Re: Serial cable question
Benny Miller <bmiller@...>
Steve - K9DCI,toggle quoted messageShow quoted text
Usually they will be enumerated in sequence. Some laptops have COM port 3
or 4 reserved for a modem so that one will be bypassed.
Now for the unusual, if using Linux OS then once you have USB Hubs and
serial adapters connected they probably will remain in the correct order
/dev/STTY4.. Even if you change USB hubs it should enumerate correctly.
NOTE: the side USB port (hub) on a Laptop is not the same USB hub as the
rear ports usually.
Now in Windows if you change the placement (USB port) of the serial adapter
it will enumerate on a different COM port most of the time, unless you
happen to plug it in manually in a certain order and then that isn't
guaranteed to enumerate correctly.
In windows, pull up the START->CONTROL PANEL->SYSTEM->HARDWARE MANAGER and
expand PORTS. As you plug in each adapter watch which one is enumerated in
the COM port recognition sequence. Remember if you change the Adapter on to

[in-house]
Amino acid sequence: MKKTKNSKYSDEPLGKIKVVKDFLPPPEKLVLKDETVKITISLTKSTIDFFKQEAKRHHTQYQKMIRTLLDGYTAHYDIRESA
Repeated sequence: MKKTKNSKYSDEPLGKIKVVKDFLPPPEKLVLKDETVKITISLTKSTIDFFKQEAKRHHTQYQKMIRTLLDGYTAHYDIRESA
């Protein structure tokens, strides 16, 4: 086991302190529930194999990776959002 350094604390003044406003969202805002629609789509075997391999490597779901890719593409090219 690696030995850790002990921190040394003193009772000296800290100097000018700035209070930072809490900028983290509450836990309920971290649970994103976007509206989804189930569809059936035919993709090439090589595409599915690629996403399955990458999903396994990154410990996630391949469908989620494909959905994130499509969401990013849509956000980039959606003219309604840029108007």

a different hub it will probably get a different COM port number, sometimes
not but it can and at times will happen. Then you need to recognize that the
port has changed and you'll need to assign ports every once in awhile. Mine
are usually stable on the Main computer, but I have to watch on the laptop.
I hope that this helps and clears up what you may see.
Ben ARS w4qed
Quod erat demonstrandum!
That which was to be demonstrated!
From: TMD700A@... [mailto:TMD700A@...] On Behalf Of
Sent: Sunday, March 29, 2009 10:55 PM
Subject: [TMD700A] Re: Serial cable question
You've got to know the answer to this question.
I'm doing Serial I/O on a PC with a serial port, called COM1. I do memory
management and real time control of several radios, including the D700,
using Excel. (See the Files area).
I just got a new PC with 4 USBs. Aside from the USB<>Serial adapter
functionality issue (which is critical for me), How do I know which COM
numbers are assigned to the USB ports. Is it going to be 1, 2, 3, 4 or some
73, Steve, K9DCI
It's critical because on two of the radios (706 & TH-F6A) I steal power from
the serial port for the level conversion circuitry.